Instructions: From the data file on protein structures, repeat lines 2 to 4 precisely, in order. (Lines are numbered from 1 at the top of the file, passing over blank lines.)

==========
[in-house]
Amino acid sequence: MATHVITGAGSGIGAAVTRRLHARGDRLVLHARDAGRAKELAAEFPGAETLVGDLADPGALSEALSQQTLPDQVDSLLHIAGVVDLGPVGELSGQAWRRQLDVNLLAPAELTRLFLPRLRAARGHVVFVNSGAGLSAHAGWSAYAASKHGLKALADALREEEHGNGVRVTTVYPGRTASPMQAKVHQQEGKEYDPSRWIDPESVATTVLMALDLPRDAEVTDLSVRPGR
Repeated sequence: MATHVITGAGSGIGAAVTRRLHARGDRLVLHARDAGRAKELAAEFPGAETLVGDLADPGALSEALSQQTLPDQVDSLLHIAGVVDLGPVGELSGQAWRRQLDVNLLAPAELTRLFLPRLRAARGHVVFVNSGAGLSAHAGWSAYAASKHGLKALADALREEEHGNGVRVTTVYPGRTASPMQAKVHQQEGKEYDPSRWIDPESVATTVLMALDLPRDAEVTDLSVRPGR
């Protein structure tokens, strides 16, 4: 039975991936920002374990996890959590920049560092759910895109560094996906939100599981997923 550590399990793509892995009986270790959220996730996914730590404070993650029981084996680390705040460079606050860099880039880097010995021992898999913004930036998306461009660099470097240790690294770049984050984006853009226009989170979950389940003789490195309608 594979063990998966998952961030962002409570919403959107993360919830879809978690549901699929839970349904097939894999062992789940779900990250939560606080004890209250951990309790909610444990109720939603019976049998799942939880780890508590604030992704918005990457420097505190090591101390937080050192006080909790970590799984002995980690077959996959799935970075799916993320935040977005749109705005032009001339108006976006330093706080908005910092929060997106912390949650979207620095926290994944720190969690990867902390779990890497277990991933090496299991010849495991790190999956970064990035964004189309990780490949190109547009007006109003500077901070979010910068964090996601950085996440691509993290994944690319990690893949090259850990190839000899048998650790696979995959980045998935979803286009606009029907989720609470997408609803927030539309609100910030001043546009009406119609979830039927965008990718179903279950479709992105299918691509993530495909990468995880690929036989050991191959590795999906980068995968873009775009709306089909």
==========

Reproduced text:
Amino acid sequence: MATHVITGAGSGIGAAVTRRLHARGDRLVLHARDAGRAKELAAEFPGAETLVGDLADPGALSEALSQQTLPDQVDSLLHIAGVVDLGPVGELSGQAWRRQLDVNLLAPAELTRLFLPRLRAARGHVVFVNSGAGLSAHAGWSAYAASKHGLKALADALREEEHGNGVRVTTVYPGRTASPMQAKVHQQEGKEYDPSRWIDPESVATTVLMALDLPRDAEVTDLSVRPGR
Repeated sequence: MATHVITGAGSGIGAAVTRRLHARGDRLVLHARDAGRAKELAAEFPGAETLVGDLADPGALSEALSQQTLPDQVDSLLHIAGVVDLGPVGELSGQAWRRQLDVNLLAPAELTRLFLPRLRAARGHVVFVNSGAGLSAHAGWSAYAASKHGLKALADALREEEHGNGVRVTTVYPGRTASPMQAKVHQQEGKEYDPSRWIDPESVATTVLMALDLPRDAEVTDLSVRPGR
């Protein structure tokens, strides 16, 4: 039975991936920002374990996890959590920049560092759910895109560094996906939100599981997923 550590399990793509892995009986270790959220996730996914730590404070993650029981084996680390705040460079606050860099880039880097010995021992898999913004930036998306461009660099470097240790690294770049984050984006853009226009989170979950389940003789490195309608 594979063990998966998952961030962002409570919403959107993360919830879809978690549901699929839970349904097939894999062992789940779900990250939560606080004890209250951990309790909610444990109720939603019976049998799942939880780890508590604030992704918005990457420097505190090591101390937080050192006080909790970590799984002995980690077959996959799935970075799916993320935040977005749109705005032009001339108006976006330093706080908005910092929060997106912390949650979207620095926290994944720190969690990867902390779990890497277990991933090496299991010849495991790190999956970064990035964004189309990780490949190109547009007006109003500077901070979010910068964090996601950085996440691509993290994944690319990690893949090259850990190839000899048998650790696979995959980045998935979803286009606009029907989720609470997408609803927030539309609100910030001043546009009406119609979830039927965008990718179903279950479709992105299918691509993530495909990468995880690929036989050991191959590795999906980068995968873009775009709306089909």